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Rediscovering Moscato Bianco

As you may have gleaned by now, I am a fan of sparkling wine. Whether it’s toasting a special occasion or sitting home by the fire with a book, a glass of bubbly always lifts my spirits and is a welcome treat.

Not long ago I visited the Piedmont region located in northwestern Italy. The focus of my trip was to re-acquaint my taste buds with the sparkling wines as well as the still wines of Asti. The Consortium of Asti and Moscato d’Asti, DOCG was our guide on this illuminating exploration.

The Moscato Bianco grape (Moscato is the Italian word for Muscat) is making a big comeback in the USA and abroad and taking its rightful place once again among the many styles of sparkling wine available on the market.  And I’m here to dispel the myth that it is just a sweet wine that should only be served at the dessert table. These are highly aromatic, light, refreshing, low alcohol wines that are fun to drink, but they are also very expressive, leaving one’s palate quite satisfied.

Moscato Bianco grapes. Photo courtesy of Moscato d'Asti.

Although Moscato Bianco is grown in every Italian region, it is mainly associated with Piedmont where it is believed to have its origins dating back to the 13th century as documented in the statues of the village of Canelli, a subzone in the province of Asti. 

Many historic wineries are located in Canelli that include Gancia, Coppo and Contratta. In fact, it was Carlo Gancia who in 1865 created Spumante Italiano, making it the birthplace of Asti Spumante. (Spumante means ‘sparkling wine’ in Italian.)

Canelli and Santo Stefano Belbo were the most important production centers and from these towns, Moscato Bianco vines were shipped worldwide. The “Consorzio per la Tutela dell’ASTI’ (Consortium for the Protection of Asti wines) was formed in 1932 to protect, develop and promote Asti DOCG and Moscato d’Asti DOCG in Italy and worldwide. 

Photo credit:  Penny Weiss

Asti DOCG and Moscato d’Asti DOCG are produced in 52 communes within Piedmont. Moscato Bianco vineyards span an area of about 9,800 hectares divided among 3,700 wineries and producers.

Asti landscape. Photo courtesy of Moscato d'Asti

Part of the focus of the Consortium is quality control and protection against counterfeit wine. They have an impressive research lab that “promotes and coordinates specific scientific studies and innovative technologies to ​continuously improve the production process as a whole”.  As we toured the lab we were told that due to climate change and the weather getting warmer each year they are working in the lab to find ways to compensate and adapt the vines to climate change. In addition to all this, 15 samples are taken from each vineyard to determine when grapes should be harvested. Harvest time is crucial as the sugar, acidity and aromatic components must be in perfect balance and harmony before grapes are picked. Once this is established the grapes must be handpicked immediately.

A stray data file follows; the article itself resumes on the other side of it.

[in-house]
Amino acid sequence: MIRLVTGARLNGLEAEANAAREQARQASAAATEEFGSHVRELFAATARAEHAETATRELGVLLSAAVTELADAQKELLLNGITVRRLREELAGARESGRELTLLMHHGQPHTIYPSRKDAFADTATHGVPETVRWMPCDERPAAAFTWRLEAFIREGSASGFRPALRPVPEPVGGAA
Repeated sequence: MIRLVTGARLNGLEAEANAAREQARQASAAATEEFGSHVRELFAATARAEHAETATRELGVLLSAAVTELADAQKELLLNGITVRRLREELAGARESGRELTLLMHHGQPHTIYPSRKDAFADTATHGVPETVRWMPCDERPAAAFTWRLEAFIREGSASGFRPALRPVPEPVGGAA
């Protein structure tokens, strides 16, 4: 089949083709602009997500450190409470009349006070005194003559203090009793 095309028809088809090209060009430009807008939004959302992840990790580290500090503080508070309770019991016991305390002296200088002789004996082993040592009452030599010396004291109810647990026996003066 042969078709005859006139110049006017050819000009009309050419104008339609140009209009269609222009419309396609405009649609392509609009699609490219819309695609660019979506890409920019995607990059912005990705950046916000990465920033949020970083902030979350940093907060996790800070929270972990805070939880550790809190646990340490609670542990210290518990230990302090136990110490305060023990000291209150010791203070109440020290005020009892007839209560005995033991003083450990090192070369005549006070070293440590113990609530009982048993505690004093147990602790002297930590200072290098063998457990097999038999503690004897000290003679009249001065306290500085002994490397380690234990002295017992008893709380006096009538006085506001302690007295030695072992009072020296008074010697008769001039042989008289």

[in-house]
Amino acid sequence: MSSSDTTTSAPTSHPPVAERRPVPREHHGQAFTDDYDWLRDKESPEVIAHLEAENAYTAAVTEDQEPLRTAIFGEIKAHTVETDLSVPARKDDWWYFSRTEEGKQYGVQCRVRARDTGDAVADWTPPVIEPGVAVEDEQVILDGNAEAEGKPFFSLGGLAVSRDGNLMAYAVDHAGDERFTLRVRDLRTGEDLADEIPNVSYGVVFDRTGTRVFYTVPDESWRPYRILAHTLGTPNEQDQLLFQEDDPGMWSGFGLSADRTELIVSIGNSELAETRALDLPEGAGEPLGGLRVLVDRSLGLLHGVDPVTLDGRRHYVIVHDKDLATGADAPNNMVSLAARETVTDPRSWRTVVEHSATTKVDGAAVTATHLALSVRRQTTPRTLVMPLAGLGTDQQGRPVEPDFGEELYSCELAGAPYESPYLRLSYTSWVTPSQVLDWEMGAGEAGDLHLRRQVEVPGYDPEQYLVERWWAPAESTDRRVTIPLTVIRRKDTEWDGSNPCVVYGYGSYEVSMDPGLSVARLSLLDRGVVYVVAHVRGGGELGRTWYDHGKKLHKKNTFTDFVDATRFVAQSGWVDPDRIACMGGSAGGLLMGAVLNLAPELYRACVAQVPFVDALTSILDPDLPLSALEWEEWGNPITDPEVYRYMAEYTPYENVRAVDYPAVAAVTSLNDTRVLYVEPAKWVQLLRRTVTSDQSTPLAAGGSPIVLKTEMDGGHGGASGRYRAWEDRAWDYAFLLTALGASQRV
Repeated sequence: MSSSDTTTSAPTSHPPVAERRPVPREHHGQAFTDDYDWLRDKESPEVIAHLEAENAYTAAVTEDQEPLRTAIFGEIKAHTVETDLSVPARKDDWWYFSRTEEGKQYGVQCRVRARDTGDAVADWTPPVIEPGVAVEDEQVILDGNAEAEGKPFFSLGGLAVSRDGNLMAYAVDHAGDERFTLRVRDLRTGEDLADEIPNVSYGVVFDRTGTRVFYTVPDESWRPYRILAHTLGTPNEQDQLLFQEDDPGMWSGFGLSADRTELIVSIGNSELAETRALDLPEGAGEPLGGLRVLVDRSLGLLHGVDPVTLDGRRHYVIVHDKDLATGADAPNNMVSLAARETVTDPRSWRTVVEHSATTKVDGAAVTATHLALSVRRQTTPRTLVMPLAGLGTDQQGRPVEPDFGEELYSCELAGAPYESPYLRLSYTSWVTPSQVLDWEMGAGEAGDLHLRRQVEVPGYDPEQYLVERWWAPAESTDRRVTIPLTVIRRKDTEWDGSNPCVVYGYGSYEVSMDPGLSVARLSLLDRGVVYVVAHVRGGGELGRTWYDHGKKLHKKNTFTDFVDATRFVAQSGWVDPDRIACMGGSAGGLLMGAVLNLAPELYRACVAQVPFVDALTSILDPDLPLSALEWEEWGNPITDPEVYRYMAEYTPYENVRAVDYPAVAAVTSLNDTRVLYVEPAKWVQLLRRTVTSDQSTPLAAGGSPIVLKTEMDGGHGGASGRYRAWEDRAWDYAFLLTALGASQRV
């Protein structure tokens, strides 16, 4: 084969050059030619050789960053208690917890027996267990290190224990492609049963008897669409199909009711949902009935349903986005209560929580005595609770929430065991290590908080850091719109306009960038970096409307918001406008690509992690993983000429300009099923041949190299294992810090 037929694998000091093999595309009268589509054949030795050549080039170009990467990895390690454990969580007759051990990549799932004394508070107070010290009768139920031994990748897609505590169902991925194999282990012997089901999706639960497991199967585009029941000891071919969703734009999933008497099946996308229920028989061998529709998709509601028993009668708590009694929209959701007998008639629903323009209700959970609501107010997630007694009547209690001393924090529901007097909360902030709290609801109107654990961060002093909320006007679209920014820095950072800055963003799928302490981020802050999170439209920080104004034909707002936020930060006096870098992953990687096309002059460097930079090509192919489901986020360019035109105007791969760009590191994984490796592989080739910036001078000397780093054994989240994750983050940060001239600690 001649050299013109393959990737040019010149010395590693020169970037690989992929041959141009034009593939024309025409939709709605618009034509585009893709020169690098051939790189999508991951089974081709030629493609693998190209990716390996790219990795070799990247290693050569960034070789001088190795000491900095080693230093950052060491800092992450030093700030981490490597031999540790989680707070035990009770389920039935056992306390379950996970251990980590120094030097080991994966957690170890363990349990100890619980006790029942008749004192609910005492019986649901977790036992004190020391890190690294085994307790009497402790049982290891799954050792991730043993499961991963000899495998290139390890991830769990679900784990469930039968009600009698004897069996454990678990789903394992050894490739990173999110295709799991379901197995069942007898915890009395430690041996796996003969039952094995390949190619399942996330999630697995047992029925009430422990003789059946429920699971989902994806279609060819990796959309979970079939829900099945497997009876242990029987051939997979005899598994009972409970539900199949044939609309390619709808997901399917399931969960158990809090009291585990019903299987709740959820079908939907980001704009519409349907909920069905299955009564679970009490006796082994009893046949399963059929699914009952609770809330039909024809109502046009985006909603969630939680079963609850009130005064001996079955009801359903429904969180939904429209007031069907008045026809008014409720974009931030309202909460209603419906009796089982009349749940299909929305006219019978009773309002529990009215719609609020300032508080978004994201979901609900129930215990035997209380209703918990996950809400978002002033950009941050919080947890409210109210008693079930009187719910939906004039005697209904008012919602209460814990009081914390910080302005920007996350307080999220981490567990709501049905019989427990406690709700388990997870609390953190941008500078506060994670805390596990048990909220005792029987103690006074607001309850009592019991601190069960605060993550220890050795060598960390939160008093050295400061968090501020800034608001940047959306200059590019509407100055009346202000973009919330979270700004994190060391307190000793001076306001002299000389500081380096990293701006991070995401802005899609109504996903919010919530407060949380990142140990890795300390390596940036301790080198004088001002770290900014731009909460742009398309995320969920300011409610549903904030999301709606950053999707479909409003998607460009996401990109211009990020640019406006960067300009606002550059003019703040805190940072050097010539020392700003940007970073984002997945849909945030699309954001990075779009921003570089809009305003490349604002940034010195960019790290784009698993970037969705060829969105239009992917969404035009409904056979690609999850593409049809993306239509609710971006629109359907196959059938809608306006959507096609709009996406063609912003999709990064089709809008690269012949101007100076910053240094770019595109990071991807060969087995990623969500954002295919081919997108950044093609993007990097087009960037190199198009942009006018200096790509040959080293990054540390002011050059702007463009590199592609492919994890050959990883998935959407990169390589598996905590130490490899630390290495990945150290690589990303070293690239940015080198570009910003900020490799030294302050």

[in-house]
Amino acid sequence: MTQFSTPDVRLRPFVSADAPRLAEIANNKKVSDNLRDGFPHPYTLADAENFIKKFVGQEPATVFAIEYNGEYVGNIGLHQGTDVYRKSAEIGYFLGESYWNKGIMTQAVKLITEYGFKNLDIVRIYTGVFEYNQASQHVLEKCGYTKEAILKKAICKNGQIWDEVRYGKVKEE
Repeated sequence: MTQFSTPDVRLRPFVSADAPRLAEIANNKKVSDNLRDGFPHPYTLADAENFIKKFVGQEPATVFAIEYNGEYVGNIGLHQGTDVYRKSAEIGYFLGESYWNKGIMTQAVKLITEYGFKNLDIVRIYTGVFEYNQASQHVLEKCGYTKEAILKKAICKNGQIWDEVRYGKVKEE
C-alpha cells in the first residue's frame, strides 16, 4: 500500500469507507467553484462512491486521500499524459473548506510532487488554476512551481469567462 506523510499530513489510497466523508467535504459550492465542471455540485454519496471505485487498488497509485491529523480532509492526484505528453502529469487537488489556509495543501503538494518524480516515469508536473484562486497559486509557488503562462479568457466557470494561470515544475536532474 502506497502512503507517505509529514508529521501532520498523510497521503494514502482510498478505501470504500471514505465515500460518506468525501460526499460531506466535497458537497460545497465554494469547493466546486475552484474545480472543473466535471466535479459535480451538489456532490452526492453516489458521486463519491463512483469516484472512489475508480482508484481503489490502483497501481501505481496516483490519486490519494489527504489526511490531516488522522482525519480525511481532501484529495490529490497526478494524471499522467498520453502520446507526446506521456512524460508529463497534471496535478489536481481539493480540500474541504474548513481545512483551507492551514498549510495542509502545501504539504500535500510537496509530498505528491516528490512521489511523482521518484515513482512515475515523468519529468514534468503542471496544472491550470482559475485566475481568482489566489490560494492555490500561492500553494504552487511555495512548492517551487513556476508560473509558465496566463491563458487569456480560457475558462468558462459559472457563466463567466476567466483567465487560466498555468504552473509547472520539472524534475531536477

With the end of World War ll, Asti Spumante became very popular in the United States as soldiers returned home with these light, sweet wines. However, with its popularity came the demand for more wine. And so bulk production ensued and quality went downhill. An abundance of poorly made Asti Spumante was exported and subsequently got a bad reputation as a low-quality sweet wine. Moscato Asti received DOCG status in 1993 and the word “Spumante” was eliminated, although you might still see “Asti Spumante” on many wine labels. Today, Asti wines are refined, not cloyingly sweet and they retain the classic aromas and flavors of the Moscato Bianco grape that include floral, a profusion of fruit such as fresh grapes, mandarin orange, peach, apricot, Meyer lemon and musk. Wine producers are more careful with production and as Luigi Coppo of Coppo Winery said, “It is time to take Moscato Bianco seriously as wine. Our objective is to transfer the aromatics of the grape to the bottle. It is known as a dessert wine, but it is made as a sparkling wine.”